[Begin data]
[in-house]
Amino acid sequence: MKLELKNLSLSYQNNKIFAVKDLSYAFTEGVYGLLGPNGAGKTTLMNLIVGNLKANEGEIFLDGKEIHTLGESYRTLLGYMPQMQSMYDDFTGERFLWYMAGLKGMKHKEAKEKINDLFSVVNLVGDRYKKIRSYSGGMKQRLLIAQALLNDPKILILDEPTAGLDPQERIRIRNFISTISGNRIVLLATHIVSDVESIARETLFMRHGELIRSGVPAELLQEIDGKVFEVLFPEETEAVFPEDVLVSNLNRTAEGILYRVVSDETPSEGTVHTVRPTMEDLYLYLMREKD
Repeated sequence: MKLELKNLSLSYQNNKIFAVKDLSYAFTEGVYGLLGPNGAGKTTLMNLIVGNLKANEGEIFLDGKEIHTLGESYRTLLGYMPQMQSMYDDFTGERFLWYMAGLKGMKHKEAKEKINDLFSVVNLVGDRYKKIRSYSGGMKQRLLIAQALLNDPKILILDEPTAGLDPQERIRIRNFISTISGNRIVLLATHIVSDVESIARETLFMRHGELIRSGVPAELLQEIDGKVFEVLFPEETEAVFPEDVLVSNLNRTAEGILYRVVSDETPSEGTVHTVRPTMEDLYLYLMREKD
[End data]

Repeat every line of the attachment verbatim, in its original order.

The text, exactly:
[in-house]
Amino acid sequence: MKLELKNLSLSYQNNKIFAVKDLSYAFTEGVYGLLGPNGAGKTTLMNLIVGNLKANEGEIFLDGKEIHTLGESYRTLLGYMPQMQSMYDDFTGERFLWYMAGLKGMKHKEAKEKINDLFSVVNLVGDRYKKIRSYSGGMKQRLLIAQALLNDPKILILDEPTAGLDPQERIRIRNFISTISGNRIVLLATHIVSDVESIARETLFMRHGELIRSGVPAELLQEIDGKVFEVLFPEETEAVFPEDVLVSNLNRTAEGILYRVVSDETPSEGTVHTVRPTMEDLYLYLMREKD
Repeated sequence: MKLELKNLSLSYQNNKIFAVKDLSYAFTEGVYGLLGPNGAGKTTLMNLIVGNLKANEGEIFLDGKEIHTLGESYRTLLGYMPQMQSMYDDFTGERFLWYMAGLKGMKHKEAKEKINDLFSVVNLVGDRYKKIRSYSGGMKQRLLIAQALLNDPKILILDEPTAGLDPQERIRIRNFISTISGNRIVLLATHIVSDVESIARETLFMRHGELIRSGVPAELLQEIDGKVFEVLFPEETEAVFPEDVLVSNLNRTAEGILYRVVSDETPSEGTVHTVRPTMEDLYLYLMREKD